When I wander through the streets in this pre-electoral period, I usually find information boards posted in visible places (in windows, on walls, sides of buildings…) with the photos and biographies of candidates running for delegates to municipal assemblies (similar to city councils).
There always appear several of these photos and biographies since it’s mandatory for there to be at least two candidates (though theoretically there can be up to eight people nominated in a district). There are usually two, sometimes three and on rare occasions four people running for any one seat.
Technically, all candidates in Cuban municipal elections are independent. This is because they’re not proposed by any political party and therefore no party is allowed to campaign for or against any candidate.
The candidates are initially proposed by citizens in neighborhood assemblies, which later decide (by a show of hands) which of those individuals proposed will be nominated and will therefore appear on the ballot. Each district is made up of eight assemblies, which is why eight is the maximum number of candidates.
The photos and biographical sketches —possibly in addition to some personal information— are the sole sources of information that the electors have in making their decisions as voters. The candidates don’t appear in the media, they don’t debate each other and nor can they hold meetings or rallies with the voters.
It is supposed that we citizens decide on whom to vote for based on the person’s merits, which is what supposedly appears in their biography. Of course personal sympathies can also enter the game; this can come through personal knowledge of the candidate, references from friends or simply the charisma that is projected (or not) through the candidate’s photo.
In my opinion, the photos are always too official. A few people smile, but it’s not common. Most of the local leaders choose serious expressions, looking like they’re undergoing a police interrogation.
This has its logic: The eyes of the voters must theoretically make an examination of the future effectiveness (or not) of their potential representative using the photo as their basic source of information. It’s a type of democratic physiognomically-based assessment.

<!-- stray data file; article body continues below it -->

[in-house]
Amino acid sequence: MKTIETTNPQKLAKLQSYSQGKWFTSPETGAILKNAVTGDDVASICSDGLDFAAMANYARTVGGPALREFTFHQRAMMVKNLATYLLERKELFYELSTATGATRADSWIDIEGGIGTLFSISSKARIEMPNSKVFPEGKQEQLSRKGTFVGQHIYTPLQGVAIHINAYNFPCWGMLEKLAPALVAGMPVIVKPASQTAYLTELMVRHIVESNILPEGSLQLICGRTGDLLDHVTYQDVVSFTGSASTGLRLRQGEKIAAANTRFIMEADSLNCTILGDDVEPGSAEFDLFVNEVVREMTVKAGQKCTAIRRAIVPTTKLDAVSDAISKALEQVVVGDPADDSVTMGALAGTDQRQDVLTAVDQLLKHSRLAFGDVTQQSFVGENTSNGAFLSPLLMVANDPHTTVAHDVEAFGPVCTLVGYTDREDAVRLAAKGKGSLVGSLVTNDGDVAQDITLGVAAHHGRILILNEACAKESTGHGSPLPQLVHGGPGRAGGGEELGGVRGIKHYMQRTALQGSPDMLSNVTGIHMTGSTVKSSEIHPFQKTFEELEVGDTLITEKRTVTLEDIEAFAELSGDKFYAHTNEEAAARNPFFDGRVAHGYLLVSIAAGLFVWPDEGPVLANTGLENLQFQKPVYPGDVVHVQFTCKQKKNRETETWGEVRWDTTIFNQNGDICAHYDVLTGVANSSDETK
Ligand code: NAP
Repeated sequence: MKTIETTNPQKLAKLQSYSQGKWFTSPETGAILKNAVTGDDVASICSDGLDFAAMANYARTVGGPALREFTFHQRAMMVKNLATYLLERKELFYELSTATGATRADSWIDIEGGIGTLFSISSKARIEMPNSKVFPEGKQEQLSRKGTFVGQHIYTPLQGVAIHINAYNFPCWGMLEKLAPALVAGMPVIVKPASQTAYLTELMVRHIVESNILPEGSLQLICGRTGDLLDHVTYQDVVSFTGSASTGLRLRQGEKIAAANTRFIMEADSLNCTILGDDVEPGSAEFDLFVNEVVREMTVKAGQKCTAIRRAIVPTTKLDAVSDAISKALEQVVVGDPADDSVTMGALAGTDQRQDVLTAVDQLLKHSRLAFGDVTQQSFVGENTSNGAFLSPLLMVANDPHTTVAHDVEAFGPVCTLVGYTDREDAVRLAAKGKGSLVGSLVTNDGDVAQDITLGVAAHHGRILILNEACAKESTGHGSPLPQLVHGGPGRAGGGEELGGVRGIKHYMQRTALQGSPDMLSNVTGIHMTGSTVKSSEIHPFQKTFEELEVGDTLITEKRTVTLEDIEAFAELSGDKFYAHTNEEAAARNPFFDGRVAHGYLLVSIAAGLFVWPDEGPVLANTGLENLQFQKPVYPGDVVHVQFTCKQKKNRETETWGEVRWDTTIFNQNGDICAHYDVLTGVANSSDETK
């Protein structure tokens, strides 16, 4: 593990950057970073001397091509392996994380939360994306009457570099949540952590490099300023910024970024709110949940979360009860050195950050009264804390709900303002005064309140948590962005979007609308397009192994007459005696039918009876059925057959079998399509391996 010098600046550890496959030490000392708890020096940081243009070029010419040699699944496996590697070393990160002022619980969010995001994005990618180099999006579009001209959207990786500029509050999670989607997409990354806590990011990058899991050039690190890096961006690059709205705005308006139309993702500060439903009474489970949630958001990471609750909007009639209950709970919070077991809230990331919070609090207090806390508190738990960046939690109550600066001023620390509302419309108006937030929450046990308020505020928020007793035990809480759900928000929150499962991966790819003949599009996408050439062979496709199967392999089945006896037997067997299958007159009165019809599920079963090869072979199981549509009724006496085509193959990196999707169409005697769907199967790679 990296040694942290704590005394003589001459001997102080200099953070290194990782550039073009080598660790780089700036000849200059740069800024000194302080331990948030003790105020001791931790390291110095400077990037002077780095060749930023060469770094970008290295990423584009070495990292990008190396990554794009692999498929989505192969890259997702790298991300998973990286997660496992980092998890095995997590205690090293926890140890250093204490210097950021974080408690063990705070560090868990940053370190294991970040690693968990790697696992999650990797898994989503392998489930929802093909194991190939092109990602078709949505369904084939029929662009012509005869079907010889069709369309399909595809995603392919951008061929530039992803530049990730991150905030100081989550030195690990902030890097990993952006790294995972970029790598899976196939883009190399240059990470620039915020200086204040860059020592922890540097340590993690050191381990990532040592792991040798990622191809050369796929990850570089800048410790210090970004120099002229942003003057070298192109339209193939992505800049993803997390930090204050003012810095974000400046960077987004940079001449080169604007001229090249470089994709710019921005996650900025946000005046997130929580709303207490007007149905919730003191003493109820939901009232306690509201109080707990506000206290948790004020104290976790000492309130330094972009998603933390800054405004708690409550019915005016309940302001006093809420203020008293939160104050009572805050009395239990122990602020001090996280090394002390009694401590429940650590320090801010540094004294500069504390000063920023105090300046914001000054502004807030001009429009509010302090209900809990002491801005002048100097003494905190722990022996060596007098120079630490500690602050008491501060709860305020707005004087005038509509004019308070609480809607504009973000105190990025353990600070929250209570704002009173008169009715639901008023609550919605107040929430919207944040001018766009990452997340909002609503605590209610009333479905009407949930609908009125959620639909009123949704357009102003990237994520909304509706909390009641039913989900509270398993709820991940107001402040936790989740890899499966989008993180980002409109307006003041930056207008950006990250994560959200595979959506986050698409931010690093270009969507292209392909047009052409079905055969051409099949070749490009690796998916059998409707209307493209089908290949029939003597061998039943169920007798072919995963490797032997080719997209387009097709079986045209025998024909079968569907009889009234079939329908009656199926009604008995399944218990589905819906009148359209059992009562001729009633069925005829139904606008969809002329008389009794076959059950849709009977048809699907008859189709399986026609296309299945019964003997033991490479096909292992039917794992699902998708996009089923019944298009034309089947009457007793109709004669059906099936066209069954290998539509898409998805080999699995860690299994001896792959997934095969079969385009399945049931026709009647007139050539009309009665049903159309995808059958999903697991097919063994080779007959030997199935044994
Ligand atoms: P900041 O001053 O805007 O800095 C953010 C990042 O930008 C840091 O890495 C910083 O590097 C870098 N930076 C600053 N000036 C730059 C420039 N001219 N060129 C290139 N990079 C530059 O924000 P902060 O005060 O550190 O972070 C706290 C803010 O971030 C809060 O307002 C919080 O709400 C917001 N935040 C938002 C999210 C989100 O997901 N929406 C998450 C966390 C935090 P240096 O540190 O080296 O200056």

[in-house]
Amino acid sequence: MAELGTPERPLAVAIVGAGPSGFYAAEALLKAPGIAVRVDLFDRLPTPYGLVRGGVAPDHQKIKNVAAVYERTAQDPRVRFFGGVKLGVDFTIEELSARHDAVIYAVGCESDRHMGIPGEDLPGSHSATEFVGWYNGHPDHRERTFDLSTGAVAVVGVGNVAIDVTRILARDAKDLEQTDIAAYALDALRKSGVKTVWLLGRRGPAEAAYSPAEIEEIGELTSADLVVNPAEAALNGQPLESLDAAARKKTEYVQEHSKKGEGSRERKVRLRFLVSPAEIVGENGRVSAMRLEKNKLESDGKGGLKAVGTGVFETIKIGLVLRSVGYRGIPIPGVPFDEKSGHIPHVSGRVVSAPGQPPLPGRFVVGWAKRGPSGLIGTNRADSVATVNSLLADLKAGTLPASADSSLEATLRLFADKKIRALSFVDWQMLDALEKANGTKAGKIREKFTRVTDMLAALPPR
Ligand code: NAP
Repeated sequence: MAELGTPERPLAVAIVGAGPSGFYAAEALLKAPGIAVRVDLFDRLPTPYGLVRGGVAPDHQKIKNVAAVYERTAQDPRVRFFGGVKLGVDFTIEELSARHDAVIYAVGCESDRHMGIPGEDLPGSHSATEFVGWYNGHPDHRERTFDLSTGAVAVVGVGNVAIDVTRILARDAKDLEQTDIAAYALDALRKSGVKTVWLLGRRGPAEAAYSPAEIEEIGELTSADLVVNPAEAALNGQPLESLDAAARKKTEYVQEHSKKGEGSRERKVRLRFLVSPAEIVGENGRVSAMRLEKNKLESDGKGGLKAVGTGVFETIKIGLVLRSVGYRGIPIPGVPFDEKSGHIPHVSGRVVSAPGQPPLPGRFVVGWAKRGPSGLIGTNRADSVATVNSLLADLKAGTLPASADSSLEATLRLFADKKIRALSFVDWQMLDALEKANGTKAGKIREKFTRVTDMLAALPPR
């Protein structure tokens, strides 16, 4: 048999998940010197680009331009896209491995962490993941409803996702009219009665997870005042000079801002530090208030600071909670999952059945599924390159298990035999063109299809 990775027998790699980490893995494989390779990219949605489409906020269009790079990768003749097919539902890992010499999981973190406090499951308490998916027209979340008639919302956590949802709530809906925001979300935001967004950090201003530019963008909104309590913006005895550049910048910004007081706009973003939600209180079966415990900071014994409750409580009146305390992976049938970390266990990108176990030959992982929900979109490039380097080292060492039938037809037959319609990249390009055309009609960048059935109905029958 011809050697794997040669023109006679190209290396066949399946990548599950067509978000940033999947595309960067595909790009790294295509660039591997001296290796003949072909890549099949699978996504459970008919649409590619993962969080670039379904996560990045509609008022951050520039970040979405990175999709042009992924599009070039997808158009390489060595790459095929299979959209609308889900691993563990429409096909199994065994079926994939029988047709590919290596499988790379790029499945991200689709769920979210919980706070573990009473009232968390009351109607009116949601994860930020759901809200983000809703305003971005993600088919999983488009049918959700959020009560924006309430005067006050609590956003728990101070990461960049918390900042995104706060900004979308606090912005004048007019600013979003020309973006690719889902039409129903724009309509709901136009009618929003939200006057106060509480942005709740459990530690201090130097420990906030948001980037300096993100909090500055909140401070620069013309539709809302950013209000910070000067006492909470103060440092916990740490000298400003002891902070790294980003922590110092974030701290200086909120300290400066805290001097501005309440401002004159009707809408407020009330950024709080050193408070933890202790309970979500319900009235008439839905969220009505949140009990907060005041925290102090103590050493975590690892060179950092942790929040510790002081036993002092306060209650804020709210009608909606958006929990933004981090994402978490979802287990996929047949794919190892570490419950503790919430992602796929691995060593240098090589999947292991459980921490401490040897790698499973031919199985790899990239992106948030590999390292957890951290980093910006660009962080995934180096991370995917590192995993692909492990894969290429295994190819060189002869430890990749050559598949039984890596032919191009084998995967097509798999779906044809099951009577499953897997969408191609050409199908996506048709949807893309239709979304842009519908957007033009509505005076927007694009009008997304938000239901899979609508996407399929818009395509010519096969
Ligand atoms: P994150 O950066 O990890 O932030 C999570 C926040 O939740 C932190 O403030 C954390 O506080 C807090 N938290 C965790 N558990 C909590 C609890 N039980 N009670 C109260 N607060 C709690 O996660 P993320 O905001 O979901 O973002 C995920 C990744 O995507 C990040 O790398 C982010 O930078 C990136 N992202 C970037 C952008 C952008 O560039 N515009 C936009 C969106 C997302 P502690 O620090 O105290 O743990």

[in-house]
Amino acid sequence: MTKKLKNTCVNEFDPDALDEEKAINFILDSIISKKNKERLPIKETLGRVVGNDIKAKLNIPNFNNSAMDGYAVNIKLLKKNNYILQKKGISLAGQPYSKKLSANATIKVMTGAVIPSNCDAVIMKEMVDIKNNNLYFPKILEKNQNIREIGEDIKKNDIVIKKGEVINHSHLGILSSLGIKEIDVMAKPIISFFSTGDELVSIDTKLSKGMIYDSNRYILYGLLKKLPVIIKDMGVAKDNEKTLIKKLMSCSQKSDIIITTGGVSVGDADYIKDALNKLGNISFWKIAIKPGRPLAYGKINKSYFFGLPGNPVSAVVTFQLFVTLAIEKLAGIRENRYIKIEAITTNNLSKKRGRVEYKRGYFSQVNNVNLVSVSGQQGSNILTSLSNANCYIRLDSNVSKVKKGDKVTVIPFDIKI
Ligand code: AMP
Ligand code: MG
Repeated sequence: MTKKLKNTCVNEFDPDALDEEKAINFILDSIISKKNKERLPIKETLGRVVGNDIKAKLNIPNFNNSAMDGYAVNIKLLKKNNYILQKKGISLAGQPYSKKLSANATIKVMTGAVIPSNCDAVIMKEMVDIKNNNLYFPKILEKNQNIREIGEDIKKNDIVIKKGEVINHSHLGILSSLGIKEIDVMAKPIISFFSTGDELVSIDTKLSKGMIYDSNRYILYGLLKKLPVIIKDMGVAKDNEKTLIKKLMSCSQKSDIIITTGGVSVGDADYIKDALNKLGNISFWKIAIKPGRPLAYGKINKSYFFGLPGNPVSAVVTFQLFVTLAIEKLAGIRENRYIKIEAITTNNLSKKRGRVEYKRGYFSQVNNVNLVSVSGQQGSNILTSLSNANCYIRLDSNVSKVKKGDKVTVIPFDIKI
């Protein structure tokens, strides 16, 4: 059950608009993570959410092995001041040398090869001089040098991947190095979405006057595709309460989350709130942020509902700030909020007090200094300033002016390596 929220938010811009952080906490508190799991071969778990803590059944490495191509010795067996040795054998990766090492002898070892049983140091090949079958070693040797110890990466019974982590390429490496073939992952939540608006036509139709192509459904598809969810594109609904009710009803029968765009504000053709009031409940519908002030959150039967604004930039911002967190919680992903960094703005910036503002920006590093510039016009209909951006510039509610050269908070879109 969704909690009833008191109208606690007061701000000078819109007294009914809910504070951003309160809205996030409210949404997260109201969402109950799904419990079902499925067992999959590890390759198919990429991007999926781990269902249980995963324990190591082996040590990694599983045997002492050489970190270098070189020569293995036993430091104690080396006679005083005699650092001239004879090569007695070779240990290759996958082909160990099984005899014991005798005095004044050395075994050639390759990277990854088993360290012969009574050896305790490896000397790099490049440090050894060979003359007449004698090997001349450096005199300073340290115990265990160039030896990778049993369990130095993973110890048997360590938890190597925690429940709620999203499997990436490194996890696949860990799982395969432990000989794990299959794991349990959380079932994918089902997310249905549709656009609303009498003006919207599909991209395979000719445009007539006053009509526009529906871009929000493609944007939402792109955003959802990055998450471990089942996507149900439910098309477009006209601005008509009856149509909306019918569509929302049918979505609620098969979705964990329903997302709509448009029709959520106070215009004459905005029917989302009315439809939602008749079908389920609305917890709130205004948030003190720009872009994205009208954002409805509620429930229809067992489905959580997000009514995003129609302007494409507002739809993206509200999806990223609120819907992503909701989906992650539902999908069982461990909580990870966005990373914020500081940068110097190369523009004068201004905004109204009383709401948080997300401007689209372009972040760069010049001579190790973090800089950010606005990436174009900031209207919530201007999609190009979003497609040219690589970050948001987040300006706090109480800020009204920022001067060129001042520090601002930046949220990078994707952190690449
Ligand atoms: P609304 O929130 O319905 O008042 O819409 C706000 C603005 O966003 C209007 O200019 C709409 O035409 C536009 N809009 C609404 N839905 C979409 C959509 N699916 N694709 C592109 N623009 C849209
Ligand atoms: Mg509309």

In this way, they peer at us from windows and walls. They are women and men, young and old, black, white and mestizo, fat and thin. There may appear two heavy-set black men, or two smiling young women. Sometimes you’ll find posted the face of a large older man (a retiree, white, gray-haired and with a mustache) next to the snapshot of black female housewife of an indefinable age (though this can be quickly ascertained from the biography), with her information posted alongside mulatto’s (a elegant young recent graduate of the military and a leader of the Young Communists).
Some candidates are grassroots members of the Young Communist League (UJC); others are in the Party, while different ones are members of neither organization. There’s not enough information to know how they think, because even within those organizations there exist a range of positions. This was clearly confirmed in the last public debates on the future of Cuba (in assemblies leading up to the recent UJC Congress) and is apparent in the pages of the official Granma newspaper, which on Fridays publishes some of the letters it receives from its readers, many reflecting divergent opinions.
The biographies, on the other hand, contribute some basic elements as to what each candidate knows how to do (according to their studies, the positions they’ve held and the work they’ve performed). Notwithstanding, this doesn’t say if they will or will not know how to solve the problems surrounding us.
Cuban law explicitly prohibits any electoral campaign information beyond the photos and the biographies, and candidates are not allowed to present programs or platforms.
I asked myself: Why aren’t we as voters able to find out how our future delegates propose to solve the problems of our neighborhoods? What do they think about the situation of the country and the paths to improving it? What do they intend to do in the municipal assemblies and the popular councils? Shouldn’t we at least know what their positions are on the issues discussed every Friday in Granma?
If you don’t ask a candidate directly, you probably won’t find the answers. For this election it’s already too late, but for the next one I’d like to see some modification in the law to allow candidates to briefly express their platforms, ideas and their plans for office.
That would mean more work for the electoral commissions and perhaps more for the voters when it comes election time, but I hope this also becomes a necessary (though insufficient) first step in the improvement of the functioning of our municipalities.